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William Henry Harrison to John Armstrong, 8 September 1813 (Abstract)

§ William Henry Harrison to John Armstrong

8 September 1813, Seneca. “I have the honor to inform you that I am now in complete readiness to embark the troops the moment Governor Shelby shall arrive. I shall march from hence for the margin of the lake in 3 days & shall loose no time in prosecuting the contemplated offensive measures. The batalln. of the U.S. rifle Regt. & the recruits from Knoxville for the 24th. Regt. will I fear not arrive in time; but we must do without them.

“Upon reference to my late letters I find I have not communicated the result of the Mission sent by the Wyandott chiefs to the hostile Indians. Their arrival at Brownstown was immediately communicated to the British and the[y] were obliged to deliver their speech which was intended for the Wyandots alone to a general council of all the Chiefs at1 Elliot & McRay2 wer[e] present. The a[n]swer was given by round head who is entirely in the British interest & was such as Elliot dictated. A private Message was however sent by Walk in the Water the principal chief of the British Wyandots & a man of good character, that he would use his utmost exertions to induce the Indians to abandon the British & that he had determined not to fight us, but upon our advance to Sieze the Huron church at Sandwitch with all the warriors he could engage to assist him & defend himself against the british & their Indians.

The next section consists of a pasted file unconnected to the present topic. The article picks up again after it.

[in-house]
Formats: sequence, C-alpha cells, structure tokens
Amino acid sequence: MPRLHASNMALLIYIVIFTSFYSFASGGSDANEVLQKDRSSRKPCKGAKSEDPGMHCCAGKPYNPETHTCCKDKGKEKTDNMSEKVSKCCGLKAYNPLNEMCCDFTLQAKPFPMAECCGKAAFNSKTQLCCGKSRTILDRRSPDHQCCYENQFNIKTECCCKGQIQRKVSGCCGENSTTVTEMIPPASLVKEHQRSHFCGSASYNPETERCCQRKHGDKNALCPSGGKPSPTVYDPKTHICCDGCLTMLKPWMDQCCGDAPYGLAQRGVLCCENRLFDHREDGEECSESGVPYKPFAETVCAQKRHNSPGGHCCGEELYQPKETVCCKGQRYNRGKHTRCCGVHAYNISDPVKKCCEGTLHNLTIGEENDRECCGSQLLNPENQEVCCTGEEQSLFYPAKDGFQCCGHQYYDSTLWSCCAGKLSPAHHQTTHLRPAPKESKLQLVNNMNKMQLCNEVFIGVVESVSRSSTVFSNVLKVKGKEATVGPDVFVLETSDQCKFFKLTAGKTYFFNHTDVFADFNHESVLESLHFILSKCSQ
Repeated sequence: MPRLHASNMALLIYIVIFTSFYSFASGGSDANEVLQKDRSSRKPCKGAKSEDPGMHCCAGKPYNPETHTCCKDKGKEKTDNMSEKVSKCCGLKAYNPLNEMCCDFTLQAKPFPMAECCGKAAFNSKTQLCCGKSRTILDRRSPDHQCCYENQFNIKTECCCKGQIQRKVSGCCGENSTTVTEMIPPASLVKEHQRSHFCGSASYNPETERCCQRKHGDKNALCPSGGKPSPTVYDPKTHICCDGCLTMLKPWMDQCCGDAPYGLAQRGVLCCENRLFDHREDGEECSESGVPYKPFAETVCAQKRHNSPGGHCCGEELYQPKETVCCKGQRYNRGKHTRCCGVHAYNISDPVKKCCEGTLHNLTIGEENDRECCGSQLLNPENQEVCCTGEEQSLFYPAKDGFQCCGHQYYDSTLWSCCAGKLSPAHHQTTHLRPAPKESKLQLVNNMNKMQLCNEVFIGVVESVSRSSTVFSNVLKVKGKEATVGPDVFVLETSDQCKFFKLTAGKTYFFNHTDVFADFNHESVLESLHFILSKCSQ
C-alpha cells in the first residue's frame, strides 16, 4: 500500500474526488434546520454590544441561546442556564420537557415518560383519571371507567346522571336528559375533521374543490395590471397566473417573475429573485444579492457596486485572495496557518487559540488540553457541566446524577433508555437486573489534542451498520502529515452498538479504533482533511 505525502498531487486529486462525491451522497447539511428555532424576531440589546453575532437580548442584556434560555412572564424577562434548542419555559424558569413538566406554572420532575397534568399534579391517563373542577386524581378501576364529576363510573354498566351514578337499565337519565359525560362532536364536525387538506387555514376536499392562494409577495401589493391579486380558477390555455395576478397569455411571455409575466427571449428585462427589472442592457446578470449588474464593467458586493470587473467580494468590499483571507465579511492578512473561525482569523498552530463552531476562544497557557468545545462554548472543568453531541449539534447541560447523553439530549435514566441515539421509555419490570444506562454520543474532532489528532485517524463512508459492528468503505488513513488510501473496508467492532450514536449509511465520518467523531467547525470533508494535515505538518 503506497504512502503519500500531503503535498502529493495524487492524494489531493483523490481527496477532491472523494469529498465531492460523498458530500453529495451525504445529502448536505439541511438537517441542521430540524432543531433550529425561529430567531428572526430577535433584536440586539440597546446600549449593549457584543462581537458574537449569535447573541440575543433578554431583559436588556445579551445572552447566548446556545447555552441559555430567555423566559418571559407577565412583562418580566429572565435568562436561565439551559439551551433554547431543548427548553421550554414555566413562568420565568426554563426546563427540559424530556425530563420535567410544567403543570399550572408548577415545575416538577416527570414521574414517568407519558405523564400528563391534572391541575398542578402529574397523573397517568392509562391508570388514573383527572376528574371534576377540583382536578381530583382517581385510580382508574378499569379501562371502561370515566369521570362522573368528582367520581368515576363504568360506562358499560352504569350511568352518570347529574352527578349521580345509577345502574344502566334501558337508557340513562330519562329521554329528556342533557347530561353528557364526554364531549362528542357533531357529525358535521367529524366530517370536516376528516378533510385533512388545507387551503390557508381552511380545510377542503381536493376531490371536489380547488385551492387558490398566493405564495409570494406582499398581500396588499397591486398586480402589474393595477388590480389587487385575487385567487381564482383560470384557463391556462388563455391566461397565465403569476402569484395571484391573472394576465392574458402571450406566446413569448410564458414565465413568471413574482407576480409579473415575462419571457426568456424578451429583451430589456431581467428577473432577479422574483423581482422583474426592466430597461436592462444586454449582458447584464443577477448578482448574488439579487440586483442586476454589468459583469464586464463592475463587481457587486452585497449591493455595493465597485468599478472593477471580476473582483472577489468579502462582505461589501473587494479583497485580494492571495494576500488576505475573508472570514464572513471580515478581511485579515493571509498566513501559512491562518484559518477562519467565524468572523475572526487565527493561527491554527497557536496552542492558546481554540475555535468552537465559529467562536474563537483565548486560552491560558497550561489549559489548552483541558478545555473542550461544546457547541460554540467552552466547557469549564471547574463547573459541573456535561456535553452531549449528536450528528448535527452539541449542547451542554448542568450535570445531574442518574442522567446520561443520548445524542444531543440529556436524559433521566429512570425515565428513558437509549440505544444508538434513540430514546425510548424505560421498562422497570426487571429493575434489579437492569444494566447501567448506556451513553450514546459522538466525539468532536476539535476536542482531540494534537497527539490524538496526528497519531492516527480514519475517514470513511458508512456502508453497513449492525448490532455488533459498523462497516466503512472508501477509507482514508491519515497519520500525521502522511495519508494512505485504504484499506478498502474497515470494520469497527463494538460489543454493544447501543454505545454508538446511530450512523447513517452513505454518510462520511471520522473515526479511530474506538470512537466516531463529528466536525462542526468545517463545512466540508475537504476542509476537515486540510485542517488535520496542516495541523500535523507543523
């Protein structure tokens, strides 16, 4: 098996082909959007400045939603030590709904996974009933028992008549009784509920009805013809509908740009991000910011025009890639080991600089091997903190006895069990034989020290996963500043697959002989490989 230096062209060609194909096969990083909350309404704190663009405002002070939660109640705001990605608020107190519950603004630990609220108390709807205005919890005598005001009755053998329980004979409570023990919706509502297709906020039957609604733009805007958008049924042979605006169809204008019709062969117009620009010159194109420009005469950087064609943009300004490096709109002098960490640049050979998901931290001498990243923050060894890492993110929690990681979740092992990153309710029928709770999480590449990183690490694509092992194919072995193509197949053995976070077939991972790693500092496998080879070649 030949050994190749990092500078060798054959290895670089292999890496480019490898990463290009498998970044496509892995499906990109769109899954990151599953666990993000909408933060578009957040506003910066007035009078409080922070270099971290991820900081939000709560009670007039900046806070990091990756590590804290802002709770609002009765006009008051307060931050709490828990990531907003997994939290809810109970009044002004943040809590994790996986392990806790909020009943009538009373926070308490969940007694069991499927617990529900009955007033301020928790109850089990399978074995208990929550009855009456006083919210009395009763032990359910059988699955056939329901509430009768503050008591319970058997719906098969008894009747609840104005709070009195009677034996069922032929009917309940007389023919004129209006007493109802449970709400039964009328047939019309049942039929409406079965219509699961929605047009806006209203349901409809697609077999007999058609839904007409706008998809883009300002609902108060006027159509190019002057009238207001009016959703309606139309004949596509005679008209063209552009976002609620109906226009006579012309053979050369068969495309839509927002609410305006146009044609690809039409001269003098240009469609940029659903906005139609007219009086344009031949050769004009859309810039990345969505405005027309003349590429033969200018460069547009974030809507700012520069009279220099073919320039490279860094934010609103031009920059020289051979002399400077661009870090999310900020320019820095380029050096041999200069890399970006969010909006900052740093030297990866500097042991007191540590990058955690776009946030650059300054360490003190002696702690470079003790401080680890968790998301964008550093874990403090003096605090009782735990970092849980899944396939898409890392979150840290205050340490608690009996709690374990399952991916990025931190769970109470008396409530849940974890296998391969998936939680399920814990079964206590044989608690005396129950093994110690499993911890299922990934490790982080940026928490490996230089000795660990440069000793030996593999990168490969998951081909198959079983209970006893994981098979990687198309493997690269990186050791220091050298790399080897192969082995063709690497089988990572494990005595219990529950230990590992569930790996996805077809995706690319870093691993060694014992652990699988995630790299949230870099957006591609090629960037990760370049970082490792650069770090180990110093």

“Commodore Perry has just sent me 3 American Citizens who came from detroit nine days ago. They had taken great pains to ascertain the Enemys force previously to their coming off. They make the number of Indians from 1800 to 2000, Militia 1000, Regulars 800 effective.”

Tr (DNA: RG 59, ML); RC (DNA: RG 107, LRRS, H-225:7). Tr 2 pp. In a clerk’s hand; headed “Extract of a letter from General Harrison dated Seneca 8 Sept. 1813,” followed by a note in Daniel Parker’s hand: “To the Secretary of War.” Docketed by JM, with his note: “For perusal & to be returned to J.M.”

1RC has “at which.”

2RC has “Mc.Key.” Harrison referred to Thomas McKee, the part-Shawnee superintendent of Indian affairs for the Upper Lakes region of Canada and a leader of British Indian forces, and Matthew Elliott, a Canadian farmer, trader, and superintendent of Indian affairs at Detroit, who had supported Tecumseh and, as a lieutenant colonel in the Canadian militia, commanded Indian allies of the British in numerous battles in the region (Halpenny, Dictionary of Canadian Biography, 5:301–3, 535–36).

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